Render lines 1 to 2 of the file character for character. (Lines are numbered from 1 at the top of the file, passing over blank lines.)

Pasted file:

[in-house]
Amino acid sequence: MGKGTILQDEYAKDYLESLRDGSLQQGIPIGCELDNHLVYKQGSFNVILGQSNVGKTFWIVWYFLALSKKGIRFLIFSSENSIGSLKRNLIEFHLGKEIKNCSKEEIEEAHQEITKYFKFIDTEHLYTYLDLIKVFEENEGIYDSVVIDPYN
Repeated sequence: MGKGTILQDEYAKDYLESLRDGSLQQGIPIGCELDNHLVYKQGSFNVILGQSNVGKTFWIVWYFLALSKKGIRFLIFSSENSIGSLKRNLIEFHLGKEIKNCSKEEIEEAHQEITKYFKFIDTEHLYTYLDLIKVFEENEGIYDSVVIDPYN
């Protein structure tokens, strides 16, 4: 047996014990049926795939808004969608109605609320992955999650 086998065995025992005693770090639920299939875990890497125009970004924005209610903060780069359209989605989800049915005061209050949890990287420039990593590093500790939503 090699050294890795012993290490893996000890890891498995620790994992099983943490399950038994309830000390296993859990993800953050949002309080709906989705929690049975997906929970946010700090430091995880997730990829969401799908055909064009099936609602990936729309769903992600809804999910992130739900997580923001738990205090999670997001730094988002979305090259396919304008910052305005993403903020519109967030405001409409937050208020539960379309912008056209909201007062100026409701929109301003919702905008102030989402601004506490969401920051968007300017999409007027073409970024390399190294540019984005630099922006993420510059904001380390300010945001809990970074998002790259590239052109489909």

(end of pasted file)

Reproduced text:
[in-house]
Amino acid sequence: MGKGTILQDEYAKDYLESLRDGSLQQGIPIGCELDNHLVYKQGSFNVILGQSNVGKTFWIVWYFLALSKKGIRFLIFSSENSIGSLKRNLIEFHLGKEIKNCSKEEIEEAHQEITKYFKFIDTEHLYTYLDLIKVFEENEGIYDSVVIDPYN